My betta has an eye issue?

helena.lovesbettas

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I’ve never used a forum like this before, but I really need some help. My betta has something up with his eye. I got him with it, so I don’t really know the cause. I think it might be severe popeye but I do not know. Help?
 

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Colin_T

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Hi and welcome to the forum :)

I need a better picture to be certain but it looks like an airbubble in the eye. The fish might have bumped into something and has damaged the eye.

The best treatment for eye conditions in fish is clean water and a bit of salt.

-------------------
Wipe the inside of the glass down with a clean fish sponge.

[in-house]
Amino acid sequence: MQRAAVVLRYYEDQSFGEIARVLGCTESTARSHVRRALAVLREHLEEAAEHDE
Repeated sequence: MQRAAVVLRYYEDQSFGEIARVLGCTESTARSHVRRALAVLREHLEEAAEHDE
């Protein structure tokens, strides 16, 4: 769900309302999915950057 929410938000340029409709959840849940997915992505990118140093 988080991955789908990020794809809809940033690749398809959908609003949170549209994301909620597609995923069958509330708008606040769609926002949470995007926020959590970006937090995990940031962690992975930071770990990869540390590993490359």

Do a 75% water change and gravel clean the substrate every day for at least one week. The water changes and gravel cleaning will reduce the number of disease organisms in the water and provide a cleaner environment for the fish to recover in.
Make sure any new water is free of chlorine/ chloramine before it is added to the tank.

Clean the filter if it hasn't been done in the last 2 weeks. However, if the filter is less than 6 weeks old, do not clean it. Wash the filter materials/ media in a bucket of tank water and re-use them. Tip the bucket of dirty water on the garden/ lawn. Cleaning the filter means less gunk and cleaner water with fewer pathogens.

Increase surface turbulence/ aeration when using salt or medications because they reduce the dissolved oxygen in the water.

Add some salt, (see directions below).

-------------------
SALT
You can add rock salt (often sold as aquarium salt) or swimming pool salt to the aquarium at the dose rate of 1 heaped tablespoon per 20 litres of water. If there is no improvement after 48 hours you can double that dose rate so there is 2 heaped tablespoons of salt per 20 litres.